Parking wardens on the prowl
Off to Nelson for a day-trip? Then be sure to watch where you park.
Central Nelson businesses say a recent spike in parking tickets in the city is "vicious" and bad for business.
The Nelson City Council contracted out its parking operation in October last year to Environmental Services and required them to issue at least 18,500 tickets a year, 1300 more than the council parking wardens used to average.
In the first four months of its contract, Environmental Services dished out 7511 tickets, and if that rate continues for the rest of the year, it will issue about 22,530.
Hanafins owner Bob Toepfer said the increase in ticketing was bad for business in Nelson city.
"It's gotten more vicious since the outsourcing. I've had people walking out of the shop when they realised their parking is about to run out, or people will come in with glazed eyes looking for parking change."
He was concerned about the reputation Nelson would get with people coming into town for specialty stores like his. He had many customers travelling from Blenheim, Murchison and Golden Bay.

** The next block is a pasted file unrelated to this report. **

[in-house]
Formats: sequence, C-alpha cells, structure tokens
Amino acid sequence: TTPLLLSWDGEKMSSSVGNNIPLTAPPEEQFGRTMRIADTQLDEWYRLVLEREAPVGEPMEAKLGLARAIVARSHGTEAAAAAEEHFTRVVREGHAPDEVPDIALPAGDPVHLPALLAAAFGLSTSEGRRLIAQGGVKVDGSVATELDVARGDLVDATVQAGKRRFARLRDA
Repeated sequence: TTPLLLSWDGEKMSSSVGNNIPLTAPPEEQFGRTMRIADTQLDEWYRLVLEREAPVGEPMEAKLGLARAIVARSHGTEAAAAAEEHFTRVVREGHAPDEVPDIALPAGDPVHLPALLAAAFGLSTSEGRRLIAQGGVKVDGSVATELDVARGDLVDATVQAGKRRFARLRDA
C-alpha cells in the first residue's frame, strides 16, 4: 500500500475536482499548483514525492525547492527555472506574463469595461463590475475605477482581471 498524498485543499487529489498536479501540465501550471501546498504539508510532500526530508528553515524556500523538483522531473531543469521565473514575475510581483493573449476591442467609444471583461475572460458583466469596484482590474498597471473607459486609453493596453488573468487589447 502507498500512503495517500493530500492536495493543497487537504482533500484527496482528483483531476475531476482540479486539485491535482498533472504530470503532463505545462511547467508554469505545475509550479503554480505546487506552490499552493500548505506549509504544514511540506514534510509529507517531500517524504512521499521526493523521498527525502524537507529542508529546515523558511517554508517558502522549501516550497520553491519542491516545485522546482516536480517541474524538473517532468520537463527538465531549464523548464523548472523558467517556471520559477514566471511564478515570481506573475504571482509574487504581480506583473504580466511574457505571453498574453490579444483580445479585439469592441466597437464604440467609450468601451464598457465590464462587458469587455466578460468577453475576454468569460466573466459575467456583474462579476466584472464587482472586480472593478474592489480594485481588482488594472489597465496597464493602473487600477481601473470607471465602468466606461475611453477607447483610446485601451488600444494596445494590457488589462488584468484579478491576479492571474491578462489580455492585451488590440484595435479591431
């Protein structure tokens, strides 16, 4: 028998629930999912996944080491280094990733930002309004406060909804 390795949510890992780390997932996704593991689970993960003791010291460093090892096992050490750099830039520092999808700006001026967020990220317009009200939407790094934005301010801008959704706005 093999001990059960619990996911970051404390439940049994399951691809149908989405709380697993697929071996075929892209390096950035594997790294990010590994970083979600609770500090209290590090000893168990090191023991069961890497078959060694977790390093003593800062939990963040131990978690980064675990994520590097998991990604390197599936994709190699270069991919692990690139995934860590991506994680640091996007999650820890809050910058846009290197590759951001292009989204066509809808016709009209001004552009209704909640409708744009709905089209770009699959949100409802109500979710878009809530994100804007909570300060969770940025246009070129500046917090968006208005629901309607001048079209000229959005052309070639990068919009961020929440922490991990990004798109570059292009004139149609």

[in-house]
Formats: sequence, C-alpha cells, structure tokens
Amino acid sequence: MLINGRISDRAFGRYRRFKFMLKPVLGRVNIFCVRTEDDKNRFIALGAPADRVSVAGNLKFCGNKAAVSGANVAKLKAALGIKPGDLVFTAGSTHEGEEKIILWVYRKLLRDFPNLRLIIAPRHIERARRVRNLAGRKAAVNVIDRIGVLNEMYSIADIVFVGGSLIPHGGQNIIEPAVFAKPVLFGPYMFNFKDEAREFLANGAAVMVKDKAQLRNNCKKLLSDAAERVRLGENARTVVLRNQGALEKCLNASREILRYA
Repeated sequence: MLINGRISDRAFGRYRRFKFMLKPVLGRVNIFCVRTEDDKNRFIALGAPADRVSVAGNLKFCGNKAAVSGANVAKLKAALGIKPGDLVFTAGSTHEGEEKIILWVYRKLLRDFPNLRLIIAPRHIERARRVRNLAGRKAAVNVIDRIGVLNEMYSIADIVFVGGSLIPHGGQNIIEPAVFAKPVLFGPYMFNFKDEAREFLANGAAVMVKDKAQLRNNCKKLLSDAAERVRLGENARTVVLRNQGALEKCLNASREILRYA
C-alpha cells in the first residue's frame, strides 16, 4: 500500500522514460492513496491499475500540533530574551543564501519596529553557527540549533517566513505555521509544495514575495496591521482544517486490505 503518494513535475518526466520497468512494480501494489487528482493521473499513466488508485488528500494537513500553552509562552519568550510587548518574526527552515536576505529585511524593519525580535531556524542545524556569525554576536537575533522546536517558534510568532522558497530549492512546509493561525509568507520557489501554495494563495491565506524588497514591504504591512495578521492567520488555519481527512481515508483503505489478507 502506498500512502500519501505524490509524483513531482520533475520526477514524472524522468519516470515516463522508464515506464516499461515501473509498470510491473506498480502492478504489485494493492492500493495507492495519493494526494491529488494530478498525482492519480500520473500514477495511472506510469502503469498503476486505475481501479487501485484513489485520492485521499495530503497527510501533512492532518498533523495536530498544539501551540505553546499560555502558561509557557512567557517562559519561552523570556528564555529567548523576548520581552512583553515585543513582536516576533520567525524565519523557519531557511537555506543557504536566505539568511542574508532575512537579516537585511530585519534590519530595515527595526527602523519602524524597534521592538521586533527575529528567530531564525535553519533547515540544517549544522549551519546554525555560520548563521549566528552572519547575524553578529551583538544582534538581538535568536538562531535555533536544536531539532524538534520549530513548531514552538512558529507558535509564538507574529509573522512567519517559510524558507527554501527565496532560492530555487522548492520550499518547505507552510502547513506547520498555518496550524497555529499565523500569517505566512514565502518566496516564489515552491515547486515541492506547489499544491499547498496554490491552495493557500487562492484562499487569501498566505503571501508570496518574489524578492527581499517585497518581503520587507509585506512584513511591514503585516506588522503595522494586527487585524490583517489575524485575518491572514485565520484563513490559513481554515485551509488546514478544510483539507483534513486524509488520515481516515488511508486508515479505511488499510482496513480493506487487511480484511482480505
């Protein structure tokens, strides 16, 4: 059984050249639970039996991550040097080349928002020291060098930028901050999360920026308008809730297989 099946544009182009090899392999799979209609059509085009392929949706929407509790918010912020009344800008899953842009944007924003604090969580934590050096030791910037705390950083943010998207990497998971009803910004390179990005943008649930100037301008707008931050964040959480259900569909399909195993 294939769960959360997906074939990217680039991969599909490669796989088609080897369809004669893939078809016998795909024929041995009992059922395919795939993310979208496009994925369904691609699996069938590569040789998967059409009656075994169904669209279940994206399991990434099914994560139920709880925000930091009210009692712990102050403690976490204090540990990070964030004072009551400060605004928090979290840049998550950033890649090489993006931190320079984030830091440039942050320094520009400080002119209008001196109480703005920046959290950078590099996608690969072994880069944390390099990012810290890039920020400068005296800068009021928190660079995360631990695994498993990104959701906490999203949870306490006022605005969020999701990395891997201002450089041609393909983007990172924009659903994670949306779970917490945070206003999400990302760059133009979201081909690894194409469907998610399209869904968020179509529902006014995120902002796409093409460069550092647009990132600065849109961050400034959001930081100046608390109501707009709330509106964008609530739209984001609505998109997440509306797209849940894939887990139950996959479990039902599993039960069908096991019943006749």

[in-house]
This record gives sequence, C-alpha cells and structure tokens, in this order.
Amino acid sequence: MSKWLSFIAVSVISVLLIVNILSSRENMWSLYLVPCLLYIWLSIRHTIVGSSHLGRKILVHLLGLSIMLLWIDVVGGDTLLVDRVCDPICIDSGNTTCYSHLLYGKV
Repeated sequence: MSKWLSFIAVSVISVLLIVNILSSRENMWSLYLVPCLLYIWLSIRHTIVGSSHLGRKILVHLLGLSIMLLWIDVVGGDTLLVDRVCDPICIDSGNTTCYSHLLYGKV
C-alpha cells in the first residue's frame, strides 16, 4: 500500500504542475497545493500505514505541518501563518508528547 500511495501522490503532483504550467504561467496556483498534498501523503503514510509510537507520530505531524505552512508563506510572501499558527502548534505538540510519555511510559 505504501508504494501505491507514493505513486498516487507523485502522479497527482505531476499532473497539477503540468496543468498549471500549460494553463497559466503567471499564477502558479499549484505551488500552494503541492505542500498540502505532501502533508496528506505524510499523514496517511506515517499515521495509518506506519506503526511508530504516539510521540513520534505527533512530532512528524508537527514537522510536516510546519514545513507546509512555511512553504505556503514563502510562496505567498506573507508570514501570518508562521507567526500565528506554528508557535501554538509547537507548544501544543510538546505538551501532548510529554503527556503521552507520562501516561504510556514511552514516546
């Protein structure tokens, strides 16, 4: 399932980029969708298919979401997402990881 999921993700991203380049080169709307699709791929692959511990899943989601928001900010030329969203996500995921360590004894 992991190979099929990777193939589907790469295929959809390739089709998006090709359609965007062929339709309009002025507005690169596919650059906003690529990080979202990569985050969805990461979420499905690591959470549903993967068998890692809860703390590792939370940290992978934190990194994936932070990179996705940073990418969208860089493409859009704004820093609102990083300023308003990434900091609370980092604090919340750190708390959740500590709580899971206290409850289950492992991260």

"There's a bad reputation of they get a ticket when they come to Nelson."
Mr Toepfer said businesses and their employees in the city centre had to constantly be mindful of topping up their parking meters, though when the shop was busy it was impossible to leave the store so this would cost him two to three tickets some weeks.
He had worked tickets into his weekly budget.
Falafel Gourmet co-owner Kay Vidal said she had constant issues with parking wardens outside the Hardy St cafe in the mornings when she would off-load supplies into the shop.
She and husband Yoram would have to park outside the store - a non-parking area - while they carried supplies in.
Mrs Vidal said parking wardens would stand next to her van "telling me to hurry up".
She said this was outrageous and off-loading in the morning was one of the most important things for businesses. "You can't run a business if you can't off-load. They are very hard-nosed."
Mr Vidal had been issued a ticket and was contesting it.
"It's not obstructing [traffic] there, if we were obstructing traffic it would make sense," Mrs Vidal said.
She felt she would be penalised for standing up to the wardens, as her husband had. "They are a law unto themselves."
Nelson City Council communications manager Angela Ricker said it was the job of parking wardens to issue infringements whenever they identified offences and that drivers who broke the rules in Nelson, should expect to be ticketed.
Parking officers were simply carrying out their duties, she said. "If people obey the regulations, they won't be ticketed. Also, if they feel they have received a ticket in error, they have the right to appeal it."
The Marlborough Express